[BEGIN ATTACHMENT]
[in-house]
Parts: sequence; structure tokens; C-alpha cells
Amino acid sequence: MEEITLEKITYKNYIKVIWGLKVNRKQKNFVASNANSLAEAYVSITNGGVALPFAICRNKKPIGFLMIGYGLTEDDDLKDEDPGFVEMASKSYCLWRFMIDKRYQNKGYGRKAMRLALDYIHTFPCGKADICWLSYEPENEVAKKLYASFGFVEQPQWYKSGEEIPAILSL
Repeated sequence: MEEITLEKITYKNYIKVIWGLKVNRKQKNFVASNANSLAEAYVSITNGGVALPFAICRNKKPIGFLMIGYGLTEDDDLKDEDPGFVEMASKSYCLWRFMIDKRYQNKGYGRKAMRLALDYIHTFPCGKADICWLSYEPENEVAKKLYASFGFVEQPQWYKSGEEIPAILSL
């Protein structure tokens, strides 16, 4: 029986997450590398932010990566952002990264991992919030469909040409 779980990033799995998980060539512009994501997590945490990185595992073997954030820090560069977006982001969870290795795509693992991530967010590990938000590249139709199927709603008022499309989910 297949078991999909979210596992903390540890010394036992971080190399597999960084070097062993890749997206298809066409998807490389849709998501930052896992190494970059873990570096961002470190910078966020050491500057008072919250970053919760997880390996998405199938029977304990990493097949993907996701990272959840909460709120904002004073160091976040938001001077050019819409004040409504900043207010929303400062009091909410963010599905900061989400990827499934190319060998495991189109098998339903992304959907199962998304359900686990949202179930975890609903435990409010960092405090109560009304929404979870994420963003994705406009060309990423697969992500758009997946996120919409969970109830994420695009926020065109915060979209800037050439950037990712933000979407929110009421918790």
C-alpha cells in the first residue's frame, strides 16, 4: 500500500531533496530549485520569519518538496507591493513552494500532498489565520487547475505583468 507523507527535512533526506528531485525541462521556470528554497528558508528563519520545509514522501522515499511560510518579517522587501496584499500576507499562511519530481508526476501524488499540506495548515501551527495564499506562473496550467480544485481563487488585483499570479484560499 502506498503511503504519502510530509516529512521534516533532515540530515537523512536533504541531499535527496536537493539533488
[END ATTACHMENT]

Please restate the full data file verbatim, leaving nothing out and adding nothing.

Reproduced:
[in-house]
Parts: sequence; structure tokens; C-alpha cells
Amino acid sequence: MEEITLEKITYKNYIKVIWGLKVNRKQKNFVASNANSLAEAYVSITNGGVALPFAICRNKKPIGFLMIGYGLTEDDDLKDEDPGFVEMASKSYCLWRFMIDKRYQNKGYGRKAMRLALDYIHTFPCGKADICWLSYEPENEVAKKLYASFGFVEQPQWYKSGEEIPAILSL
Repeated sequence: MEEITLEKITYKNYIKVIWGLKVNRKQKNFVASNANSLAEAYVSITNGGVALPFAICRNKKPIGFLMIGYGLTEDDDLKDEDPGFVEMASKSYCLWRFMIDKRYQNKGYGRKAMRLALDYIHTFPCGKADICWLSYEPENEVAKKLYASFGFVEQPQWYKSGEEIPAILSL
């Protein structure tokens, strides 16, 4: 029986997450590398932010990566952002990264991992919030469909040409 779980990033799995998980060539512009994501997590945490990185595992073997954030820090560069977006982001969870290795795509693992991530967010590990938000590249139709199927709603008022499309989910 297949078991999909979210596992903390540890010394036992971080190399597999960084070097062993890749997206298809066409998807490389849709998501930052896992190494970059873990570096961002470190910078966020050491500057008072919250970053919760997880390996998405199938029977304990990493097949993907996701990272959840909460709120904002004073160091976040938001001077050019819409004040409504900043207010929303400062009091909410963010599905900061989400990827499934190319060998495991189109098998339903992304959907199962998304359900686990949202179930975890609903435990409010960092405090109560009304929404979870994420963003994705406009060309990423697969992500758009997946996120919409969970109830994420695009926020065109915060979209800037050439950037990712933000979407929110009421918790």
C-alpha cells in the first residue's frame, strides 16, 4: 500500500531533496530549485520569519518538496507591493513552494500532498489565520487547475505583468 507523507527535512533526506528531485525541462521556470528554497528558508528563519520545509514522501522515499511560510518579517522587501496584499500576507499562511519530481508526476501524488499540506495548515501551527495564499506562473496550467480544485481563487488585483499570479484560499 502506498503511503504519502510530509516529512521534516533532515540530515537523512536533504541531499535527496536537493539533488